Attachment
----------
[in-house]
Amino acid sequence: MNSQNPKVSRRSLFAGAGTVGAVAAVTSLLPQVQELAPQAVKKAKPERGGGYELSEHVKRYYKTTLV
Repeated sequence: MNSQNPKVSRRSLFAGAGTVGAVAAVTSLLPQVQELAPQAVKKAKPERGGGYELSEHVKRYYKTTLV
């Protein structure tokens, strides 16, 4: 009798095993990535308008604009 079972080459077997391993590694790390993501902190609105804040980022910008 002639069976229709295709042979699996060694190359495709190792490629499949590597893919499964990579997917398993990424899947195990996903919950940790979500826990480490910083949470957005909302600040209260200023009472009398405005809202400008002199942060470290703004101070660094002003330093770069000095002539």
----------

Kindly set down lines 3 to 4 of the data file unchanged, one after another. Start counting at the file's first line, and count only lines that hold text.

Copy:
Repeated sequence: MNSQNPKVSRRSLFAGAGTVGAVAAVTSLLPQVQELAPQAVKKAKPERGGGYELSEHVKRYYKTTLV
């Protein structure tokens, strides 16, 4: 009798095993990535308008604009 079972080459077997391993590694790390993501902190609105804040980022910008 002639069976229709295709042979699996060694190359495709190792490629499949590597893919499964990579997917398993990424899947195990996903919950940790979500826990480490910083949470957005909302600040209260200023009472009398405005809202400008002199942060470290703004101070660094002003330093770069000095002539």